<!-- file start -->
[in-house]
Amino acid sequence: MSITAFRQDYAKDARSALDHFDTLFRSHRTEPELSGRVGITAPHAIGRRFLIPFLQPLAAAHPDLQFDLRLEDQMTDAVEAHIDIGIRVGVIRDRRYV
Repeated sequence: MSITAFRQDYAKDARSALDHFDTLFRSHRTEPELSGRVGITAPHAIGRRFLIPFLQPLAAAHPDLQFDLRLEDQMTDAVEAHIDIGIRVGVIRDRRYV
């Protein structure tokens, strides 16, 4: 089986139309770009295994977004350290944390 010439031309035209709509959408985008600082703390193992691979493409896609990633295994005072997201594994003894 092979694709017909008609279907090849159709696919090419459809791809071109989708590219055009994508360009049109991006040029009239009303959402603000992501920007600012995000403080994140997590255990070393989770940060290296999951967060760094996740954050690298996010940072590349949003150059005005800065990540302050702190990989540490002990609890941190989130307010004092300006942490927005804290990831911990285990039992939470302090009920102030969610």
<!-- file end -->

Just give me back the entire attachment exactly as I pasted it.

[in-house]
Amino acid sequence: MSITAFRQDYAKDARSALDHFDTLFRSHRTEPELSGRVGITAPHAIGRRFLIPFLQPLAAAHPDLQFDLRLEDQMTDAVEAHIDIGIRVGVIRDRRYV
Repeated sequence: MSITAFRQDYAKDARSALDHFDTLFRSHRTEPELSGRVGITAPHAIGRRFLIPFLQPLAAAHPDLQFDLRLEDQMTDAVEAHIDIGIRVGVIRDRRYV
């Protein structure tokens, strides 16, 4: 089986139309770009295994977004350290944390 010439031309035209709509959408985008600082703390193992691979493409896609990633295994005072997201594994003894 092979694709017909008609279907090849159709696919090419459809791809071109989708590219055009994508360009049109991006040029009239009303959402603000992501920007600012995000403080994140997590255990070393989770940060290296999951967060760094996740954050690298996010940072590349949003150059005005800065990540302050702190990989540490002990609890941190989130307010004092300006942490927005804290990831911990285990039992939470302090009920102030969610």